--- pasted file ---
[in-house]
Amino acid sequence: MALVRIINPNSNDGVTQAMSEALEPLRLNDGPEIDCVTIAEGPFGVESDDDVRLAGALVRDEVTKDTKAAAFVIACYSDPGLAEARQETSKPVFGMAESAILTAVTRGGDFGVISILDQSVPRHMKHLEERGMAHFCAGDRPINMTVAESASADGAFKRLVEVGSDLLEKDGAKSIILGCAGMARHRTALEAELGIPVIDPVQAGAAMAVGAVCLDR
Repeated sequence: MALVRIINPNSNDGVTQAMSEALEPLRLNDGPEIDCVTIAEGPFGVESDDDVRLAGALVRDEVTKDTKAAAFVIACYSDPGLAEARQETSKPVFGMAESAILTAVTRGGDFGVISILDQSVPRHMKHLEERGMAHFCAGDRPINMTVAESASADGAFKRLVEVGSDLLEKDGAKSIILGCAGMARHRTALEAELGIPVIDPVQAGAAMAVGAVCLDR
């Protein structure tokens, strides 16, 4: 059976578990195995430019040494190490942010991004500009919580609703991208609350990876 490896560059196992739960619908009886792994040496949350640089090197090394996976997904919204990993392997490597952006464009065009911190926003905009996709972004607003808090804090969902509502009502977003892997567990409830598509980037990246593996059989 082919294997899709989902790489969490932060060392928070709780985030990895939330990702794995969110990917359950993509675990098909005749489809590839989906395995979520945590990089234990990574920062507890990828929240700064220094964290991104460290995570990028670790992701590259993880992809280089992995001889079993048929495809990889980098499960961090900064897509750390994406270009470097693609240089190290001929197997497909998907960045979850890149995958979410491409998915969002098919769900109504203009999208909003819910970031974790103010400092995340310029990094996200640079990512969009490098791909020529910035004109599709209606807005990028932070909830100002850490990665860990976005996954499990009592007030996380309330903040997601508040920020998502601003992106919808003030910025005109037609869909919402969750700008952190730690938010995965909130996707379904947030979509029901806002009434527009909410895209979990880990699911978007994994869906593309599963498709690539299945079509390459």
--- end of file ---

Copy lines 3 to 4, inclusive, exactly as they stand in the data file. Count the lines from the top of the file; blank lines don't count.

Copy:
Repeated sequence: MALVRIINPNSNDGVTQAMSEALEPLRLNDGPEIDCVTIAEGPFGVESDDDVRLAGALVRDEVTKDTKAAAFVIACYSDPGLAEARQETSKPVFGMAESAILTAVTRGGDFGVISILDQSVPRHMKHLEERGMAHFCAGDRPINMTVAESASADGAFKRLVEVGSDLLEKDGAKSIILGCAGMARHRTALEAELGIPVIDPVQAGAAMAVGAVCLDR
């Protein structure tokens, strides 16, 4: 059976578990195995430019040494190490942010991004500009919580609703991208609350990876 490896560059196992739960619908009886792994040496949350640089090197090394996976997904919204990993392997490597952006464009065009911190926003905009996709972004607003808090804090969902509502009502977003892997567990409830598509980037990246593996059989 082919294997899709989902790489969490932060060392928070709780985030990895939330990702794995969110990917359950993509675990098909005749489809590839989906395995979520945590990089234990990574920062507890990828929240700064220094964290991104460290995570990028670790992701590259993880992809280089992995001889079993048929495809990889980098499960961090900064897509750390994406270009470097693609240089190290001929197997497909998907960045979850890149995958979410491409998915969002098919769900109504203009999208909003819910970031974790103010400092995340310029990094996200640079990512969009490098791909020529910035004109599709209606807005990028932070909830100002850490990665860990976005996954499990009592007030996380309330903040997601508040920020998502601003992106919808003030910025005109037609869909919402969750700008952190730690938010995965909130996707379904947030979509029901806002009434527009909410895209979990880990699911978007994994869906593309599963498709690539299945079509390459």